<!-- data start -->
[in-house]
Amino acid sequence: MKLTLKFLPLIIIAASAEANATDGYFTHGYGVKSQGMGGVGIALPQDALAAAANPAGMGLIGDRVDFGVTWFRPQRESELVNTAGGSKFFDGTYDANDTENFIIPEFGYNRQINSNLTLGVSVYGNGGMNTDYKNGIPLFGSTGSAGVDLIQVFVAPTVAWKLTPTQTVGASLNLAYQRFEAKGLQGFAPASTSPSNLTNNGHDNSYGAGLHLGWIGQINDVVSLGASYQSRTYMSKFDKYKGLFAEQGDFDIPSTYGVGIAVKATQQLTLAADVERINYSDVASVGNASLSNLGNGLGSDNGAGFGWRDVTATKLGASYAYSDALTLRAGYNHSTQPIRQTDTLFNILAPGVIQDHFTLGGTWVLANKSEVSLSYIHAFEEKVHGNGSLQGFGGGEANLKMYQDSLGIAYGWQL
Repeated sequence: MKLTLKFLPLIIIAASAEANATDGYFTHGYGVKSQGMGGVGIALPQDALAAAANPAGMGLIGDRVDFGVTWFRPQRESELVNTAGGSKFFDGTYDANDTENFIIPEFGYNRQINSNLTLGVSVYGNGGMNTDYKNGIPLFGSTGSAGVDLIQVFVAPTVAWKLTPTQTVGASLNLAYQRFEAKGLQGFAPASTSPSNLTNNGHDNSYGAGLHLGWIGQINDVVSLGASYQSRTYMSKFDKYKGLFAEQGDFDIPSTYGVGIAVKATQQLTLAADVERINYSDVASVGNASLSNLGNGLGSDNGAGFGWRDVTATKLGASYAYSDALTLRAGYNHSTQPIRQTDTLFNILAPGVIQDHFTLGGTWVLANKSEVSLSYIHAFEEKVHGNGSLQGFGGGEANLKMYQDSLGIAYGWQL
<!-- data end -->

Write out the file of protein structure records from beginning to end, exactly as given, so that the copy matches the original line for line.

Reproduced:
[in-house]
Amino acid sequence: MKLTLKFLPLIIIAASAEANATDGYFTHGYGVKSQGMGGVGIALPQDALAAAANPAGMGLIGDRVDFGVTWFRPQRESELVNTAGGSKFFDGTYDANDTENFIIPEFGYNRQINSNLTLGVSVYGNGGMNTDYKNGIPLFGSTGSAGVDLIQVFVAPTVAWKLTPTQTVGASLNLAYQRFEAKGLQGFAPASTSPSNLTNNGHDNSYGAGLHLGWIGQINDVVSLGASYQSRTYMSKFDKYKGLFAEQGDFDIPSTYGVGIAVKATQQLTLAADVERINYSDVASVGNASLSNLGNGLGSDNGAGFGWRDVTATKLGASYAYSDALTLRAGYNHSTQPIRQTDTLFNILAPGVIQDHFTLGGTWVLANKSEVSLSYIHAFEEKVHGNGSLQGFGGGEANLKMYQDSLGIAYGWQL
Repeated sequence: MKLTLKFLPLIIIAASAEANATDGYFTHGYGVKSQGMGGVGIALPQDALAAAANPAGMGLIGDRVDFGVTWFRPQRESELVNTAGGSKFFDGTYDANDTENFIIPEFGYNRQINSNLTLGVSVYGNGGMNTDYKNGIPLFGSTGSAGVDLIQVFVAPTVAWKLTPTQTVGASLNLAYQRFEAKGLQGFAPASTSPSNLTNNGHDNSYGAGLHLGWIGQINDVVSLGASYQSRTYMSKFDKYKGLFAEQGDFDIPSTYGVGIAVKATQQLTLAADVERINYSDVASVGNASLSNLGNGLGSDNGAGFGWRDVTATKLGASYAYSDALTLRAGYNHSTQPIRQTDTLFNILAPGVIQDHFTLGGTWVLANKSEVSLSYIHAFEEKVHGNGSLQGFGGGEANLKMYQDSLGIAYGWQL